power meeting from above

“Process Consultation,” also known as “Process Consulting” is a unique approach developed by Dr. Edgar Schein, Professor Emeritus at MIT. Here, in Dr. Schein’s own words, are ten principles that are the essence of process consultation:

Ten Principles as the Essence of Process Consultation by Dr. Edgar Schein

“In reflecting on process consultation and the building of a “helping relationship,” the question arises: where is the emphasis or the essence that makes this philosophy of helping “different”? Why bother to learn all of this stuff. In my reflections on some 40 years of practicing “this stuff,” I have concluded that the essence is in the word relationship. To put it bluntly, I have come to believe that the decisive factor as to whether or not help will occur in human situations involving personality, group dynamics, and culture is the relationship between the helper and the person, group, or organization that needs help. From that point of view, every action I take, from the beginning contact with a client, should be an intervention that simultaneously allows both the client and me to diagnose what is going on and that builds a relationship between us. When all is said and done, I measure my success in every contact by whether or not I felt the relationship has been helpful and whether or not the client felt helped. Furthermore, from that point of view, the principles, guidelines, practical tips, call them what you like, fall-out as the kinds of that kind of helping relationship. Let us review the principles from that point of view.”

1. Always try to be careful. “Obviously, if I have no intention of being helpful and hardworking at it, it is unlike to lead to a helping relationship.”

2. Always stay in touch with the current reality. “I cannot be helpful if I cannot decipher what is going on in myself, in the situation, and in the client.”

3. Access your ignorance. “The only way I can discover my own inner reality is to learn to distinguish what I know from what I assume I know, from what I truly do not know. And I have learned from experience that it is generally most helpful to work on those areas where I truly do not know.”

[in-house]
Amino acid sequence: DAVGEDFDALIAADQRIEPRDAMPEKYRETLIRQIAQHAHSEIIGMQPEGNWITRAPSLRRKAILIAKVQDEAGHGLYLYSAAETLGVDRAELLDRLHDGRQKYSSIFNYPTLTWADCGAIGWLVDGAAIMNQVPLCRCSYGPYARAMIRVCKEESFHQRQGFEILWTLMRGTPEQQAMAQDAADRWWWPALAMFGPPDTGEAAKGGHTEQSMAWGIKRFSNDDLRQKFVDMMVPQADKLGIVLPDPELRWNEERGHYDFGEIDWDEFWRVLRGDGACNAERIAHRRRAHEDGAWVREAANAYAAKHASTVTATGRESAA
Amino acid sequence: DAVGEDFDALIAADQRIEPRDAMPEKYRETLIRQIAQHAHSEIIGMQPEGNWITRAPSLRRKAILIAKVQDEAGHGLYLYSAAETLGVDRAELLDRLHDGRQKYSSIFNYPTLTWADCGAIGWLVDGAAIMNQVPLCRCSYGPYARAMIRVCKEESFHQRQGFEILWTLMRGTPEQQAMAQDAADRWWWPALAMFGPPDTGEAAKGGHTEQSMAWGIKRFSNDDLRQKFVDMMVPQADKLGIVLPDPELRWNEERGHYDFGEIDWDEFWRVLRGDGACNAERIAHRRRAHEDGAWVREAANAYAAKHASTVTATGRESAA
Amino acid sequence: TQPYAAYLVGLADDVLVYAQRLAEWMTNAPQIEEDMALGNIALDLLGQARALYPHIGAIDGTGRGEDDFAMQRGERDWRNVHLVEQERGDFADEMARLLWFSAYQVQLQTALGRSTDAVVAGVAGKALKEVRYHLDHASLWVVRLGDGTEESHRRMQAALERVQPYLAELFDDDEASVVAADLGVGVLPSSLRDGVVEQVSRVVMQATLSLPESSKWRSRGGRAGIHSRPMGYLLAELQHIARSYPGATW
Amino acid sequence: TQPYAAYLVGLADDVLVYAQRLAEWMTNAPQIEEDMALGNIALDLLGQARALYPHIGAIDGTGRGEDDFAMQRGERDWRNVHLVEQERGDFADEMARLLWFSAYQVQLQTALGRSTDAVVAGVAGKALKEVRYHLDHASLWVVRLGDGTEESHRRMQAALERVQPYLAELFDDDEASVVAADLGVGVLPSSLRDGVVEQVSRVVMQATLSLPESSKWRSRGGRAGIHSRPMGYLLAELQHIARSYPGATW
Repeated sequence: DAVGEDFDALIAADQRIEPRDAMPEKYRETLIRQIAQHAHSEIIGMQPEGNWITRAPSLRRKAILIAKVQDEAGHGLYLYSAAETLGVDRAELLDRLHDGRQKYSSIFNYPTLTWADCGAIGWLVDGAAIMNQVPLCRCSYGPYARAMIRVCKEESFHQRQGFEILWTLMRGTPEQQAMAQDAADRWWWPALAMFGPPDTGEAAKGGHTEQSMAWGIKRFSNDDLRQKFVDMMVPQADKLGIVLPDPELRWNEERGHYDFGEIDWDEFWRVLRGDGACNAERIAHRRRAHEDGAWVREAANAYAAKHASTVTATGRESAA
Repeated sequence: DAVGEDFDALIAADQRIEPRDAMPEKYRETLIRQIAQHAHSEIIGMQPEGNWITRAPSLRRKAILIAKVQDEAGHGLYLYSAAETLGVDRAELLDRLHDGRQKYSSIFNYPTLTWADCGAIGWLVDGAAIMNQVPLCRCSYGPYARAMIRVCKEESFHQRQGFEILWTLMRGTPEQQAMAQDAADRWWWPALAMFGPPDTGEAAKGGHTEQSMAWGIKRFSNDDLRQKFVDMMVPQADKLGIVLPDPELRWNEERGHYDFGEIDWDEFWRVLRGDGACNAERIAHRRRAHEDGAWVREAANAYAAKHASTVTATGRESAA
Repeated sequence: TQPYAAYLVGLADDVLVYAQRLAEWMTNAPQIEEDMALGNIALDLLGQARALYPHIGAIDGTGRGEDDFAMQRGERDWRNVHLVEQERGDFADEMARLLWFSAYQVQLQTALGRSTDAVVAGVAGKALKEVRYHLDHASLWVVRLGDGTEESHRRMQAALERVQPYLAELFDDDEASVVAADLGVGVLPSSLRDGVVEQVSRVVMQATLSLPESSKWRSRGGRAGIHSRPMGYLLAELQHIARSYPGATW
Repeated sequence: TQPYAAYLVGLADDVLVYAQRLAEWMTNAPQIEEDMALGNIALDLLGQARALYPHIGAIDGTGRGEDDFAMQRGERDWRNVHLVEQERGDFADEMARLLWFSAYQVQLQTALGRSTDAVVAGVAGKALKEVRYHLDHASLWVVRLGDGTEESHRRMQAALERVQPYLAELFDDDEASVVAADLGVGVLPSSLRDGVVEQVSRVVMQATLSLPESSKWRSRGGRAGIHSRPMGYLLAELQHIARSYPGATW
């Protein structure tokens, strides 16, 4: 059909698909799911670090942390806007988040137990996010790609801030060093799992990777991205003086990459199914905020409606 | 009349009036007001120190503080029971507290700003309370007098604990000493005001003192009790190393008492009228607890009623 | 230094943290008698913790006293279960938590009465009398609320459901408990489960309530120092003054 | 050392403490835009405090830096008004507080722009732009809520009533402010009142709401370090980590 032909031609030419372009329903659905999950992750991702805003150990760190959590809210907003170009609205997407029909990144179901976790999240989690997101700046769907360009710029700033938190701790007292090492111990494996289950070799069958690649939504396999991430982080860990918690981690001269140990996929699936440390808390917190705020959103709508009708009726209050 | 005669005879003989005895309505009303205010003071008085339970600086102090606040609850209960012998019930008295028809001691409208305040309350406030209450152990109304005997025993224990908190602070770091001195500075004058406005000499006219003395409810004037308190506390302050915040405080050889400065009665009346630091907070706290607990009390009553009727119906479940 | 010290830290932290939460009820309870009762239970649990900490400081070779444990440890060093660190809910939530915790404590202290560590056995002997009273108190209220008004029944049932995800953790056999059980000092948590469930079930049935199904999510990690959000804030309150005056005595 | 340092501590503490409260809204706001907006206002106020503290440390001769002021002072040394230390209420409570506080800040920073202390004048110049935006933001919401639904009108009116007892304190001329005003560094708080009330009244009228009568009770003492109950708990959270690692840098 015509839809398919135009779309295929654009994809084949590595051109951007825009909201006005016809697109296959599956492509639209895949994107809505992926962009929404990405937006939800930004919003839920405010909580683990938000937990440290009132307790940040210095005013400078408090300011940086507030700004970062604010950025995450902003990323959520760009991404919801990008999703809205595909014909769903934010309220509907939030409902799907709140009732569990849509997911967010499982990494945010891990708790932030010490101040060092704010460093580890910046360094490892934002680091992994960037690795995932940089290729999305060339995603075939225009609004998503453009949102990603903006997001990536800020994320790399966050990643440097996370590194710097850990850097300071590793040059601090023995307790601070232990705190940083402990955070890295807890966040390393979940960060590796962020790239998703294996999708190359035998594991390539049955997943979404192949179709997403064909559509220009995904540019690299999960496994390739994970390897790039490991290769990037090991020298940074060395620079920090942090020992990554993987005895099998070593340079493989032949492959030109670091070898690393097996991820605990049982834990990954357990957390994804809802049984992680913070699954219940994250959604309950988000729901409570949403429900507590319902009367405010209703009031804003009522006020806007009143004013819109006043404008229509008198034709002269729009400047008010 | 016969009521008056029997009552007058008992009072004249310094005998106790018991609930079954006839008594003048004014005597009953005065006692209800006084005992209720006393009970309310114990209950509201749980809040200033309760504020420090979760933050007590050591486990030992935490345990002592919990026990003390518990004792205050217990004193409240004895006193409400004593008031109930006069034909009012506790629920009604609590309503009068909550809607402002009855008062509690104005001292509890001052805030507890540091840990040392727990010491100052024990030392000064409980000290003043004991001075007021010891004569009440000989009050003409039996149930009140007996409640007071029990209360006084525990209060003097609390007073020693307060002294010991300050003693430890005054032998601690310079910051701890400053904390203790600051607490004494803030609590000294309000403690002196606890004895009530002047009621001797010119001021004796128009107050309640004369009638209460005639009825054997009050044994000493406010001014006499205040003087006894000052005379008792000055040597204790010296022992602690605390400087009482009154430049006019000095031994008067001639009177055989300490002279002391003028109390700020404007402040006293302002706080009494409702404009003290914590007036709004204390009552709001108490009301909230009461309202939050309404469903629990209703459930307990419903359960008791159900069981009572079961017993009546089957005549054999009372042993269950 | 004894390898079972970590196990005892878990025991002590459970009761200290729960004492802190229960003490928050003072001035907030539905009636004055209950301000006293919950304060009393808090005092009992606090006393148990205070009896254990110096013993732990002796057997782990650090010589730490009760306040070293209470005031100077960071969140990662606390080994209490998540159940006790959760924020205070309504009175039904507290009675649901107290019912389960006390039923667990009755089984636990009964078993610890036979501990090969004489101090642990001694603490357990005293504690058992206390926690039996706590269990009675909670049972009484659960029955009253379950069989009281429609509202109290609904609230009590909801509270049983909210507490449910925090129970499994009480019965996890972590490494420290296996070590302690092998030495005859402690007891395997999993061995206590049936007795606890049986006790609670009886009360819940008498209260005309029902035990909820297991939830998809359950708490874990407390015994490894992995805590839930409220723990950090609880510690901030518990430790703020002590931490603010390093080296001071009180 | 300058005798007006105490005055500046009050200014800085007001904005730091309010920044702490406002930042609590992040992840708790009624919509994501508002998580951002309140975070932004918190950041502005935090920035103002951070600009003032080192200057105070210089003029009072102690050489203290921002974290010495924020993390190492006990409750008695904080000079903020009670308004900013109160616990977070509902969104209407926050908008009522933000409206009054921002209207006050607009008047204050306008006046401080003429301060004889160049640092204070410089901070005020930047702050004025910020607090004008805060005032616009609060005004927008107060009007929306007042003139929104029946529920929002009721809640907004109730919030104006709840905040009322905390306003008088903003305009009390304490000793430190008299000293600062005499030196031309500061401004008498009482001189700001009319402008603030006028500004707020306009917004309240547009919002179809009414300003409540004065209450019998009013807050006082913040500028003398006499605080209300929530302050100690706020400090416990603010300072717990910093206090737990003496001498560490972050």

4. Everything you do is an intervention. “Just as every interaction reveals diagnostic information, so does every interaction have consequences, both for the client and me. I therefore have to own everything I do and assess the consequences to be sure that they fit my goals of creating a helping relationship.”

5. It is the client who owns the problem and the solution. “My job is to create a relationship in which the client can get help. It is not my job to take the client’s problems onto my own shoulders, nor is it my job to offer advice and solutions in a situation that I do not live in myself.”

6. Go with the flow. “Inasmuch as I do not know the client’s reality, I must respect as much as possible the natural flow in that reality and not impose my own sense of flow on an unknown situation.”

7. Timing is crucial. “Over and over I have learned that the introduction of my perspective, the asking of a clarifying question, the suggestion of alternatives, or whatever else I want to introduce from my own point of view has to be timed to those moments when the client’s attention is available.

8. Be constructively opportunistic with interventions. “When the client signals a moment of openness, a moment when his or her attention to a new input appears to be available, I find I seize those moments and try to make the most of them.”

9. Everything is a source of data; errors are inevitable. Learn from them. “No matter how well I observe the previous principles I will say and do things that produce unexpected and undesirable reactions in the client. I must learn from them and at all costs avoid defensiveness, shame, or guilt.”

10. When in doubt, share the problem. “Inevitably, there will be times in the relationship when I run out of gas, don’t know what to do next, feel frustrated, and in other ways get paralyzed. In situations like this, I found that the most helpful thing I could do was to share my ‘problem’ with the client. Why should I assume that I always know what to do next? Inasmuch as it is the client’s problem and reality we are dealing with, it is entirely appropriate for me to involve the client in my own efforts to be helpful.”

These principles do not tell me what to do. Rather, they are reminders of how to think about the situation I am in. They offer guidelines when the situation is a bit ambiguous. Also they remind me of what it is I am trying to do. –Ed Schein

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